- A blood test for HIV.
Probably everything will be OK, but it really is better to be safe than sorry.
Q. I recently admitted to one of the other girls at school that I sometimes masturbate, and she said to me, don't you know that masturbation can deform your private parts?
I asked her to tell me more, and she told me where self-pleasuring pulls a girl's labia out of shape and makes them abnormally long. Is this true, Doc?
A. No, it isn't. In female masturbation, the person usually concentrates on the area around the clitoris because that is the zone with the greatest number of pleasure receptors. Pressure on the clitoris cannot affect your labia (lips).
I suppose it is just conceivable that a girl who kept pulling on one of her labia might eventually make it a little longer, but there is no scientific evidence of that. In any case, women do not generally masturbate by pulling on the labia.
Summing up, I think you should pay your friend no mind.
Q. I have loved my boyfriend for nearly a year, but on Tuesday, I came home and found him having sex with my best friend. They were both naked, and this was in my bed!
Why has this happened, Doc? What can I do? I am 19.
A. Very sorry to hear about this. But alas, it is something that happens again and again among young people - especially if the guy has a roving eye.
Often, the problem is that the young woman believes that she and her beloved are going to be together for life, while the young man thinks that it would be great to try out a few more girls. And when the opportunity comes along, he can't resist it.
To be frank, statistics that I have collected suggest that in your current circumstances, the relationship is now likely to be over. Once you have found your partner having sex with someone else, it is difficult for things to go back to what they were.
So my advice to you is threefold:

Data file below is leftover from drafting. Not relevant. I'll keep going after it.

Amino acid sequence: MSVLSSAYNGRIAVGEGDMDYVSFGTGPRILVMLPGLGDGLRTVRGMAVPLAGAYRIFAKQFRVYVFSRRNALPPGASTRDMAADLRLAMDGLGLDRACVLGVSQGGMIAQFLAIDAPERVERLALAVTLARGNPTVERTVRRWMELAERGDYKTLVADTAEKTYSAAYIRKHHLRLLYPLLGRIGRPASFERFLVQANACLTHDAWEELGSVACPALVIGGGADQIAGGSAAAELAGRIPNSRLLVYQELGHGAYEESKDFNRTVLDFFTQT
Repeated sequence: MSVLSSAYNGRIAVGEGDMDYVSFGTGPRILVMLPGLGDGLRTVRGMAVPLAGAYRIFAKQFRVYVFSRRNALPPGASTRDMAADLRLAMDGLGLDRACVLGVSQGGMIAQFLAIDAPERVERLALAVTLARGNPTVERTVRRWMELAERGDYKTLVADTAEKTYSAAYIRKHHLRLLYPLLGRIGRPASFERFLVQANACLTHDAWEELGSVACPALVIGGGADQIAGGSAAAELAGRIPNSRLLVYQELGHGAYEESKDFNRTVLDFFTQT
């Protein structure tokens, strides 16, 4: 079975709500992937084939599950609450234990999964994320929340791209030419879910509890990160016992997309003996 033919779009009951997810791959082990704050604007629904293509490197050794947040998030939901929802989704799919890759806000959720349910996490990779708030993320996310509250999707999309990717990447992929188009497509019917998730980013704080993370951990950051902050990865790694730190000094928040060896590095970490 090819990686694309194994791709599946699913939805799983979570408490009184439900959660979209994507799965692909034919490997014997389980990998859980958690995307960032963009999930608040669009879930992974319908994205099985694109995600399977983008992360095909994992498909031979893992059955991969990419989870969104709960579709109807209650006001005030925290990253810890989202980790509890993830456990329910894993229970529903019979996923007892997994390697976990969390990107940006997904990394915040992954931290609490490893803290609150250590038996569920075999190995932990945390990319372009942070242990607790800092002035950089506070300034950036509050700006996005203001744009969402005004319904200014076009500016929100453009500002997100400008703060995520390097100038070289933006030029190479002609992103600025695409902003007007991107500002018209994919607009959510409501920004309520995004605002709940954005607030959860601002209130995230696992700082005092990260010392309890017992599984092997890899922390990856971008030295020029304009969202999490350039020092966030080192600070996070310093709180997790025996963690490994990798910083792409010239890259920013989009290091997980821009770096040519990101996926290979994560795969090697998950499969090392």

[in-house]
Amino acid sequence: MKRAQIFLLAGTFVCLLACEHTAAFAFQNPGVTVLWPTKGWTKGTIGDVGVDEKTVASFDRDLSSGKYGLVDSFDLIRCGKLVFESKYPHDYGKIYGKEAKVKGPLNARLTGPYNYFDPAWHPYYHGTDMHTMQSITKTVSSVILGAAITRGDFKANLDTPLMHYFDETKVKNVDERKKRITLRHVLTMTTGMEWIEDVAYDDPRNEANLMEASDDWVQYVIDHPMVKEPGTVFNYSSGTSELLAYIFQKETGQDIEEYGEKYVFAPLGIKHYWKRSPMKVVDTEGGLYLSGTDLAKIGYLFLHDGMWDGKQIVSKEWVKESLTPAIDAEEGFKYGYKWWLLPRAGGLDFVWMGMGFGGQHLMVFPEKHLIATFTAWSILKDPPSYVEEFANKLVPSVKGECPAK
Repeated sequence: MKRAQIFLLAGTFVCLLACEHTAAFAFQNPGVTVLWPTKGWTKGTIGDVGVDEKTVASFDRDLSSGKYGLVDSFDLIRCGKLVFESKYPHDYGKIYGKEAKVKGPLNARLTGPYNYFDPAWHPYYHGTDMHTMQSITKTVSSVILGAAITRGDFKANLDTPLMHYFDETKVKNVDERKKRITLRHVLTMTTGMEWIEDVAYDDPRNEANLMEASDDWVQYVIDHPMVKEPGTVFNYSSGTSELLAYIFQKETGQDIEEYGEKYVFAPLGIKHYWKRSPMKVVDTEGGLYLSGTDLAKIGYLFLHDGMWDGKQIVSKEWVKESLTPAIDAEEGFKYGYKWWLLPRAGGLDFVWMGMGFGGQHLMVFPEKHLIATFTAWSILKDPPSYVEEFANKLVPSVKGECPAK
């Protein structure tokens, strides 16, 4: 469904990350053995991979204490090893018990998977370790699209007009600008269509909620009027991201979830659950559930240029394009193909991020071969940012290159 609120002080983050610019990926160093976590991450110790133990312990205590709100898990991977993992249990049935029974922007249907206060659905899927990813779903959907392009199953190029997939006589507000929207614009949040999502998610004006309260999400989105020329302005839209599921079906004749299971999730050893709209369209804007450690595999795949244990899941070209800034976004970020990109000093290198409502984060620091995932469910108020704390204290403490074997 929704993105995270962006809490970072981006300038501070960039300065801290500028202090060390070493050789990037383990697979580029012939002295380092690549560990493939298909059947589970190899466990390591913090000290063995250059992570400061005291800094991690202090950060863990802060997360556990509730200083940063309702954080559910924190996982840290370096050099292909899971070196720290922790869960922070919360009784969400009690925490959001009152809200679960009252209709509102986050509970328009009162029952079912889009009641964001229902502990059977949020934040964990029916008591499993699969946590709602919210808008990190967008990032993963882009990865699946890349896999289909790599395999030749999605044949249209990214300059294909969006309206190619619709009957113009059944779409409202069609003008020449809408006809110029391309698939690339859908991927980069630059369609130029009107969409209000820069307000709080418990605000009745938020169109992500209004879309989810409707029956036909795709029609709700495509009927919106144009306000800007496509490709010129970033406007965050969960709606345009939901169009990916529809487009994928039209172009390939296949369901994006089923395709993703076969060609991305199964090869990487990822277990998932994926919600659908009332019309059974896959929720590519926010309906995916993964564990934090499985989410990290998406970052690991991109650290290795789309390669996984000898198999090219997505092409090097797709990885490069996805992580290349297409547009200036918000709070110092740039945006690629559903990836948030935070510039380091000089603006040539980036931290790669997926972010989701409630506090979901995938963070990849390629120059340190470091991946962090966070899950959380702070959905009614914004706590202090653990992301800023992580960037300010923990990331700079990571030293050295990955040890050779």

1. Tell your boyfriend goodbye;
2. Similarly, bid farewell to the best friend who betrayed you;
3. Get on with the rest of your life - and don't be in a hurry to find another guy.
What you need now is a spell of rest and recovery from this nasty shock. In six months or a year, everything will seem better. In the meantime, please try and take things a little easy.
Q. Doc, I am a guy of 20. Last month, I had sex three times with a beautiful girl. It was great, but on each occasion, it pained me a little, and my organ was sore for two hours afterwards.
Could this be some form of VD?
A No. Sexually-transmitted infections do not produce these symptoms.
The short-lived and temporary pain and soreness which you felt was due to excessive friction. That occurs when the young lady is too dry or not relaxed enough.
If this relationship continues, you should take steps to ensure that your partner is fully lubricated and properly relaxed. The best way of doing this is to give her plenty of romantic foreplay before you try to have intercourse with her.
You might also find it helpful to use a sex lubricant, applied to both of you, before attempting entry. You can buy brands such as K-Y Jelly from almost any pharmacy. Alternatively, there are literally hundreds of different brands advertised on the Internet.
- Email questions to Doc at email@example.com and read more in the Outlook Magazine tomorrow.